Skip to content
Pro Members Get Full Access
Succeed in real estate investing with proven toolkits that have helped thousands of aspiring and existing investors achieve financial freedom.
$32.50/month, billed annually after your 7-day trial.
Cancel anytime
Find the right properties and ace your analysis
Market Finder with key investor metrics for all US markets, plus a list of recommended markets.
Deal Finder with investor-focused filters and notifications for new properties
Unlimited access to 9+ rental analysis calculators and rent estimator tools
Off-market deal finding software from Invelo ($638 value)
Supercharge your network
Pro profile badge
Pro exclusive community forums and threads
Build your landlord command center
All-in-one property management software from RentRedi ($240 value)
Portfolio monitoring and accounting from Stessa
Lawyer-approved lease agreement packages for all 50-states ($4,950 value) *annual subscribers only
Shortcut the learning curve
Live Q&A sessions with experts
Webinar replay archive
50% off investing courses ($290 value)
Already a Pro Member? Sign in here
Welcome! Are you part of the community? Sign up now.

Posted about 1 year ago

Wrapping Up this Blog Series

Back in September 2021, I began this blog series as a means of sharing my experiences and lessons learned after returning to college. A few weeks ago, I graduated with a master’s degree in real estate. As such, this will be the final article in this series.

Looking Back

Looking back at my first article in the series, I made the case that grades don’t matter and that experiences and education are more important. This being my second master’s degree, I wanted to focus less on earning As and more on building a network and developing practical job skills. So, did I follow my own advice? Well, yes and no. While, I worried a lot about grades, I did make a point of making time when not in class for networking events and working.

I entered the program feeling overwhelmed and wondering if I would make it through. Many of my classmates probably wouldn’t believe that I considered dropping out at one point early on. The first semester was the hardest because not only was it an adjustment being a student again, but I didn’t have the same educational background as others in the program. But I persisted and it paid off.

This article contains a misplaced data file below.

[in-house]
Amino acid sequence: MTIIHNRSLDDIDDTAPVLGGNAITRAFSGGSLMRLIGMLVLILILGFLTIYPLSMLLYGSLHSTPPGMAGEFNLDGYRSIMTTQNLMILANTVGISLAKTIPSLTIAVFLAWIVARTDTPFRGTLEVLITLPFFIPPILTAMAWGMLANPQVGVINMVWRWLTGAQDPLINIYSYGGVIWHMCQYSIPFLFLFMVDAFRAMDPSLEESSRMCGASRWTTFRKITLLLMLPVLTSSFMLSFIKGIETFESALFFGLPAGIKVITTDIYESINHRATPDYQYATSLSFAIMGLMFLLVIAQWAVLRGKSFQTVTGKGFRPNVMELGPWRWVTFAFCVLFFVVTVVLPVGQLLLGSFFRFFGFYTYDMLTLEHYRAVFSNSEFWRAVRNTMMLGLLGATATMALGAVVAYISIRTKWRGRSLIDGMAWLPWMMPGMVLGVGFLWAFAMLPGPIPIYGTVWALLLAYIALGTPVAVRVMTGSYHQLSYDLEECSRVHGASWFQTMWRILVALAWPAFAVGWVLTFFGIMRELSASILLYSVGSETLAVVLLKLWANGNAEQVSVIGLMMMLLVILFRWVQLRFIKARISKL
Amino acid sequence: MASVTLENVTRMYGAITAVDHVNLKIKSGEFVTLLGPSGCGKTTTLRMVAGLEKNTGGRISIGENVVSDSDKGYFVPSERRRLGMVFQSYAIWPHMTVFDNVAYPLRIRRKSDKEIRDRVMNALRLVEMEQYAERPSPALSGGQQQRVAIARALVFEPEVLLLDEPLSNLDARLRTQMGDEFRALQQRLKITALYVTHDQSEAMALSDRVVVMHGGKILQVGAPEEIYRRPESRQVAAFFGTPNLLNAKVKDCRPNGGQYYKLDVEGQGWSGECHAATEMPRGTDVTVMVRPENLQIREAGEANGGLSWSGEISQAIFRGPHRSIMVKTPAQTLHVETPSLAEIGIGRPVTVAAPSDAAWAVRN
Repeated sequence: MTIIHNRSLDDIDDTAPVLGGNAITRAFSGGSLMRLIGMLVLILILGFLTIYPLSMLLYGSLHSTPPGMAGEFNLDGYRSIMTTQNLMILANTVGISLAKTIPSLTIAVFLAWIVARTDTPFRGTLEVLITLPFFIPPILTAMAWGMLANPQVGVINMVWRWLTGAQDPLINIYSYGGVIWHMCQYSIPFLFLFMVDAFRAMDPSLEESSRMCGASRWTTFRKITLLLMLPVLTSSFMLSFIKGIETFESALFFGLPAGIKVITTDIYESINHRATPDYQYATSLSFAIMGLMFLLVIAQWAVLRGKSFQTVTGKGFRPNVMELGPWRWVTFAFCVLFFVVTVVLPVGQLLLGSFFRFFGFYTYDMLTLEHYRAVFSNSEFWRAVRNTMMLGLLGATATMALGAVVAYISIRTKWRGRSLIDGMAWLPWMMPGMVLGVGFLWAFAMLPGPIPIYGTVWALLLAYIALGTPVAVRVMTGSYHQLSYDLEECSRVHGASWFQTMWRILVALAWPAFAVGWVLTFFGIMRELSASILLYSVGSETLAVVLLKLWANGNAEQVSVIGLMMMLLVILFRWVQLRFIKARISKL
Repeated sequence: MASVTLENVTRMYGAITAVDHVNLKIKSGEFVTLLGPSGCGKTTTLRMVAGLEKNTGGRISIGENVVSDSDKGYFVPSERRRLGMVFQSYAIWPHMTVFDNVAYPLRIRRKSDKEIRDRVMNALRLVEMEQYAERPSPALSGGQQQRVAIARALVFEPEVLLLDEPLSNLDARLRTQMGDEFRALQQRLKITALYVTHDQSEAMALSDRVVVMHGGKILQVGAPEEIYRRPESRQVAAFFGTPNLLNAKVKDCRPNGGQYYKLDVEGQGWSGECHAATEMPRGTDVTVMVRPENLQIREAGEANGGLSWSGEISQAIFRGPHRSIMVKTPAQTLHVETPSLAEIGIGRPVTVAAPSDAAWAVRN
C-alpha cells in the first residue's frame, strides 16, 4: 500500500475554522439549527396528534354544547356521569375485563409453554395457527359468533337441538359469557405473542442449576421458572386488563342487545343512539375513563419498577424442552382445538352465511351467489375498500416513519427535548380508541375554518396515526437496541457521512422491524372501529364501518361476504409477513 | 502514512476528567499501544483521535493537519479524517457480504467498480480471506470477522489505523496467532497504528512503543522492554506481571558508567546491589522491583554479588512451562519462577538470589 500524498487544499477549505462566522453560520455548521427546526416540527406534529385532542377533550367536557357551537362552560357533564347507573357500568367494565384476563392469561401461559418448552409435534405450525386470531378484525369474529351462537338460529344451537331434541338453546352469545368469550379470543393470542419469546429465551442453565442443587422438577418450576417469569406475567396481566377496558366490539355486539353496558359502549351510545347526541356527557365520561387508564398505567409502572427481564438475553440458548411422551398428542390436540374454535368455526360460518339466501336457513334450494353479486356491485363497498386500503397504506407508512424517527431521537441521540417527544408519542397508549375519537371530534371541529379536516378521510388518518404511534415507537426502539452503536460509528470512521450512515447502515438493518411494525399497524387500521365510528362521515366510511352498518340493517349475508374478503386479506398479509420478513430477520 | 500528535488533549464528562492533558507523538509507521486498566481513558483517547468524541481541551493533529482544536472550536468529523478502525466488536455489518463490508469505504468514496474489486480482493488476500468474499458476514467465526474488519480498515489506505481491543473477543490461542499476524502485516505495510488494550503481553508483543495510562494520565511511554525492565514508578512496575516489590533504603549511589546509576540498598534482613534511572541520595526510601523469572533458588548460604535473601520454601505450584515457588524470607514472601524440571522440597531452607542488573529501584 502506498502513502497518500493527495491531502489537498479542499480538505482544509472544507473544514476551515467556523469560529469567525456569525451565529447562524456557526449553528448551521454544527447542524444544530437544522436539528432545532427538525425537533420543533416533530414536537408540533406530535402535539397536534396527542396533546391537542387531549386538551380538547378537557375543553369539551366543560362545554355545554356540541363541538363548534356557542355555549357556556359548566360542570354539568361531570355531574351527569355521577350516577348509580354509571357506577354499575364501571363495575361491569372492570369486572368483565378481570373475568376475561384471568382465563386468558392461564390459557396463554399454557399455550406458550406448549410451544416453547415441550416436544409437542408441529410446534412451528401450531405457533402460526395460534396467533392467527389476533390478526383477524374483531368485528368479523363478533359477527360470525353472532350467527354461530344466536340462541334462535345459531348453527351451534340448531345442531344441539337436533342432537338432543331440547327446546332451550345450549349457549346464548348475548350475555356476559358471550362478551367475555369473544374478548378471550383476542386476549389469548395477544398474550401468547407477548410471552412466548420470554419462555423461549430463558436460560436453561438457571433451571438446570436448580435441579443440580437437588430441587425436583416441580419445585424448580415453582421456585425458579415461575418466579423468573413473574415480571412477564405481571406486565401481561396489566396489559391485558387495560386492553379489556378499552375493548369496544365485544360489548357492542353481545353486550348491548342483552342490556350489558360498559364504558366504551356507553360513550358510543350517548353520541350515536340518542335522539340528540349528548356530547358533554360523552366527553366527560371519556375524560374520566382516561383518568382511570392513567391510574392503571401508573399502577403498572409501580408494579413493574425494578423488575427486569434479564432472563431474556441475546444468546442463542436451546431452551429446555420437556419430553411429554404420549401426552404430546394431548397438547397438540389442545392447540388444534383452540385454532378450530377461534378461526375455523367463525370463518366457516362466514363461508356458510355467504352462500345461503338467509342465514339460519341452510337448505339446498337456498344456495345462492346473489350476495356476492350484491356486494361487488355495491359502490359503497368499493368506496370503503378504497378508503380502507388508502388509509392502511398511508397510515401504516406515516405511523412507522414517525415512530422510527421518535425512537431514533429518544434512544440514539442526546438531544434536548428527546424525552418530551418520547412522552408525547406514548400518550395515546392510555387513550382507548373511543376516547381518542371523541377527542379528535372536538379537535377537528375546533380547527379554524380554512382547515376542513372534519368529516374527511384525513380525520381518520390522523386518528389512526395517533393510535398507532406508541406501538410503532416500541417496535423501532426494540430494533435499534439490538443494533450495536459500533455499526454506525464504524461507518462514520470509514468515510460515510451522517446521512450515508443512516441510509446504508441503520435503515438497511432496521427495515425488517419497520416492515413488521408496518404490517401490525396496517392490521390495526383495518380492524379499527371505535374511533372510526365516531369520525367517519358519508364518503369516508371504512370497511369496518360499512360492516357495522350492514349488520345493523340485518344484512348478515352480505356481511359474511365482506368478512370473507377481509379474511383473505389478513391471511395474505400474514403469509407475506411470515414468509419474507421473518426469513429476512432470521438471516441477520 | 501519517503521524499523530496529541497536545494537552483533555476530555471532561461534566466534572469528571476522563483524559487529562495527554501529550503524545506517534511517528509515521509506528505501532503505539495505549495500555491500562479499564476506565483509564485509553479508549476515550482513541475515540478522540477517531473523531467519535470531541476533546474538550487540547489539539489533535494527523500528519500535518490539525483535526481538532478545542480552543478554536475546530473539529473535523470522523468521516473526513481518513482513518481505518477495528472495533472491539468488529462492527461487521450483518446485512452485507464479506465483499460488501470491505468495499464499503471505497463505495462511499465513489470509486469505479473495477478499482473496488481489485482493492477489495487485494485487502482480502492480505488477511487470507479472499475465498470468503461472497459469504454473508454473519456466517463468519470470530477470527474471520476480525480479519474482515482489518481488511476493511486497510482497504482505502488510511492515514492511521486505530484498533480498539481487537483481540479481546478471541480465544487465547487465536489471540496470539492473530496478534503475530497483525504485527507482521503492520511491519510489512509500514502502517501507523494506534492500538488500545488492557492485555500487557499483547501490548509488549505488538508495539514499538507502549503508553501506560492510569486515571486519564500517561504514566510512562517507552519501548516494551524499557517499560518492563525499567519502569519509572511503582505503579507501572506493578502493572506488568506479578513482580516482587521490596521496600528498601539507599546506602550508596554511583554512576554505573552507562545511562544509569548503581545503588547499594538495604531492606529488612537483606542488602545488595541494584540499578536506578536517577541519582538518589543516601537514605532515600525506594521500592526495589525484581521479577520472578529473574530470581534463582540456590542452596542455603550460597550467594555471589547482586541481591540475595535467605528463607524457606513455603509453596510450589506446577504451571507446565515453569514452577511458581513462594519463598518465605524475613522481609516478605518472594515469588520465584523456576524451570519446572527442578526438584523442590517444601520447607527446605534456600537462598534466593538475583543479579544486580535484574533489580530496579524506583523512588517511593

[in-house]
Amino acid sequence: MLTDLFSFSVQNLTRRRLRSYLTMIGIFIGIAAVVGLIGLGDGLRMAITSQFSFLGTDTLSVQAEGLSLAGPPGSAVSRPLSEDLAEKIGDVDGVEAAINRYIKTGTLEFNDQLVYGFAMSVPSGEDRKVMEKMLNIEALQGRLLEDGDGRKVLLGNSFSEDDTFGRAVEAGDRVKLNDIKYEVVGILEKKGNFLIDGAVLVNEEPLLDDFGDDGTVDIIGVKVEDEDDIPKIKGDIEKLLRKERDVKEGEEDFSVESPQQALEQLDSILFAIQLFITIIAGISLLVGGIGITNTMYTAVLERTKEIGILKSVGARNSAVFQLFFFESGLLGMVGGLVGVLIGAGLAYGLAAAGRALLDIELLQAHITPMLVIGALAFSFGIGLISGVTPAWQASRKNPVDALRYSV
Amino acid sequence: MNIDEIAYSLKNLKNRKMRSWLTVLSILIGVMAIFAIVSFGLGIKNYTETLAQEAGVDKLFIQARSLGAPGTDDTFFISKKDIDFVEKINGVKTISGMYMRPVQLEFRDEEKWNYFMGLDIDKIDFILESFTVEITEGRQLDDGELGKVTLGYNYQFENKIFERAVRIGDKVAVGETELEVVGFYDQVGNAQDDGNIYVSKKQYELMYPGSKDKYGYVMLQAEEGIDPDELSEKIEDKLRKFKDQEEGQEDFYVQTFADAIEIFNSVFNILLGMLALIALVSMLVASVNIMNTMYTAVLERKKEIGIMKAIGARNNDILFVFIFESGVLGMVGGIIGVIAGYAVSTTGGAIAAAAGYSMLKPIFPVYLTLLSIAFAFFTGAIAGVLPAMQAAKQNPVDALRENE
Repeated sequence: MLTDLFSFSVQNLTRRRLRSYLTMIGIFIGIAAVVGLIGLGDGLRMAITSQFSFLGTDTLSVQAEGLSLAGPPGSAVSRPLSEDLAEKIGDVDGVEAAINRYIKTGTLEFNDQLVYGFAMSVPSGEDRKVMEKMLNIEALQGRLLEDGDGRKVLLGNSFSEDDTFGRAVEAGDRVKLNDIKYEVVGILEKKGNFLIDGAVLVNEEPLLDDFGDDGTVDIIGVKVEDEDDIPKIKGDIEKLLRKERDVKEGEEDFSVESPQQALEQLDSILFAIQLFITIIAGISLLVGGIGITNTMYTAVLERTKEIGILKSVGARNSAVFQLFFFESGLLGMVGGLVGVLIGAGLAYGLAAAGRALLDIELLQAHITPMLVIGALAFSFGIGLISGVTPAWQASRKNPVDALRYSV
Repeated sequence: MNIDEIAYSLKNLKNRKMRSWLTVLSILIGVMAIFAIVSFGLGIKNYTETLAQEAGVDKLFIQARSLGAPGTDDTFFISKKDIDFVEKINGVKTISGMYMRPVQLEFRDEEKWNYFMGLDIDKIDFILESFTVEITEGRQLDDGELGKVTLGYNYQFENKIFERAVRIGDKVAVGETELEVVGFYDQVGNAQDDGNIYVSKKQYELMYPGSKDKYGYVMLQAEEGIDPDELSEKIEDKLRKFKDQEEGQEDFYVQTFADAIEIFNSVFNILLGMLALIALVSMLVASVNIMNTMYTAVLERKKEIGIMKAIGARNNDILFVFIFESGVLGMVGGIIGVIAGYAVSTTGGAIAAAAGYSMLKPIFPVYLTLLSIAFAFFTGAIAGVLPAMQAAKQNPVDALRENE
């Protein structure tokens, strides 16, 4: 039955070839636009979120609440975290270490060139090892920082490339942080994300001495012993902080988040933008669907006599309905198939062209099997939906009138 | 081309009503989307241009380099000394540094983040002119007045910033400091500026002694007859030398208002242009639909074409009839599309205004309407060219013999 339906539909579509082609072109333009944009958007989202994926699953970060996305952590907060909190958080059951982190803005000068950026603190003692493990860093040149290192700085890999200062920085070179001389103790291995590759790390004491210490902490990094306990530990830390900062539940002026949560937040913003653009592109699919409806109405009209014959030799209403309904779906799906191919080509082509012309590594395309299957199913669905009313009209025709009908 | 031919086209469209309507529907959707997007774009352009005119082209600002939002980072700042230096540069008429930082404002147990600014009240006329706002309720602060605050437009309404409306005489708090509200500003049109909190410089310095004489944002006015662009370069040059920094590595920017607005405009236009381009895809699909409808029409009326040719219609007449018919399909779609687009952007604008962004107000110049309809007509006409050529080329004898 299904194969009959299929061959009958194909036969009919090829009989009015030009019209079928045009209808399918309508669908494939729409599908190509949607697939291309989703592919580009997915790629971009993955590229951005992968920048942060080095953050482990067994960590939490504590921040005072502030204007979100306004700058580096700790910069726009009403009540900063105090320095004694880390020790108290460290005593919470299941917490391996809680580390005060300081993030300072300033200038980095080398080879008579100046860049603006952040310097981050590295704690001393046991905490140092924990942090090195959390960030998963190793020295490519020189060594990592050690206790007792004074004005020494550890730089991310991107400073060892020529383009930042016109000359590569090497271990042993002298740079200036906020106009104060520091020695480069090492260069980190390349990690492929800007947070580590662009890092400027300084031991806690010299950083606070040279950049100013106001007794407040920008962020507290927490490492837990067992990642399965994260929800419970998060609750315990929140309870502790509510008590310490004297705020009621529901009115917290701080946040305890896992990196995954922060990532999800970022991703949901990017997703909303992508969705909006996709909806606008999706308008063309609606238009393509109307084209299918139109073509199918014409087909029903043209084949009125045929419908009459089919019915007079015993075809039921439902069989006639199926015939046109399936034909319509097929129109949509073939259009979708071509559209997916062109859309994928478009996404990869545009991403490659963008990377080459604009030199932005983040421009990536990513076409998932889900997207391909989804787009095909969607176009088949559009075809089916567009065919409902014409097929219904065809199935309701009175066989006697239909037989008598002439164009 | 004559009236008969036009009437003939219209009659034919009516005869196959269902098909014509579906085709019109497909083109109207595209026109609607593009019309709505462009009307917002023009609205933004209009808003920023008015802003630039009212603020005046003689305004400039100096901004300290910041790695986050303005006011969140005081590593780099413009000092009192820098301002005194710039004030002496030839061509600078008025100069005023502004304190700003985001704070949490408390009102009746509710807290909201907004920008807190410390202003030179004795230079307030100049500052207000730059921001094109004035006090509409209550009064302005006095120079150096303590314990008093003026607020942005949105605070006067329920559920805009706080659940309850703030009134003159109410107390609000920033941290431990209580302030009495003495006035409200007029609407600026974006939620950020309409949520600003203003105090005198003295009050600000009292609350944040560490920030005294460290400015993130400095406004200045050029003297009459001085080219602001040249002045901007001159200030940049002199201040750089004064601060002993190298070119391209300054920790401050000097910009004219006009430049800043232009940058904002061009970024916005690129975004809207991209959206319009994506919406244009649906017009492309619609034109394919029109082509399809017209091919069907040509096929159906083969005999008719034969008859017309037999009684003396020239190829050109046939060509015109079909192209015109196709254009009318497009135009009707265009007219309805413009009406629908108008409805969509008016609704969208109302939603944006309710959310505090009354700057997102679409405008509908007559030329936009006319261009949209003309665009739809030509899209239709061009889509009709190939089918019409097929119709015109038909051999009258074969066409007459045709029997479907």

I didn’t work that first semester, instead spending all my extra time studying. Then one day about three months in, I realized that I had the ability to not only survive the program, but to thrive in it. It was only then that I started working. Still, I only put in about three hours a week as a Teaching Assistant to help pay part of the tuition costs. I did well in my classes that first semester, and I knew it was because of the extra time I put in, which made it difficult when I later wanted to take on an internship.

I worried that my grades would slip, but I knew that the practical, real-world experience would help. I also wanted to build a professional network and find some people I could use as future job references. I found a short-term internship, which was convenient, because it gave me a chance to try adding more work hours to my day without making a long-term commitment that I wasn’t confident I could keep.

The internship went well and over the summer between my first and second year, I was invited to put in more time working with that company. In my second year, I took on a second job. I still worried and stressed about my grades more than I probably should have, but perhaps that motivated me to work harder and keep going. I enjoyed both my jobs and the classes, and continued to do well in both.

The confidence that I had lost in the years before returning to college finally returned. I had caught up to my classmates and now I dare say, was at the top of the class. I had learned the things that I came into the program wanting to learn, and then some. Although I still have a lot to learn, I now have the foundation that I was previously lacking. As a result, I no longer feel held back by inadequacies.

Now what?

I’m currently working part-time for an affordable housing developer, which is an area that I’m particularly interested in as it ties into my social work background. My goal is to find a full-time position where like with the company I’m currently at, I’ll have the ability to make a social impact on the community through real estate development.

As far as the articles, I’ve been told for years that I should write a blog. I questioned if I would have enough material to keep one going, but by focusing on my educational journey I was able to come up with plenty of content these last two years. Click here, if you’d like to see the full list of articles.

When I began writing, I only intended on this being a series and not an ongoing and indefinite thing. I think having an end date in mind also helped make this blog series feel more manageable. Anyway, as already mentioned, this is the last article in this series. After taking a break, I may start a new series with a different focus.

I’m also working on a book based upon past work experiences and professional advice that I’ve shared with others who have told me they don’t get anywhere else.

Thank you for those who have followed my journey, whether you’ve read every article faithfully or just one whose title caught your attention. Thank you to my instructors, university staff, my coworkers, family, friends, advisees, and my classmates. I appreciate all of you and the impact you’ve made on my life.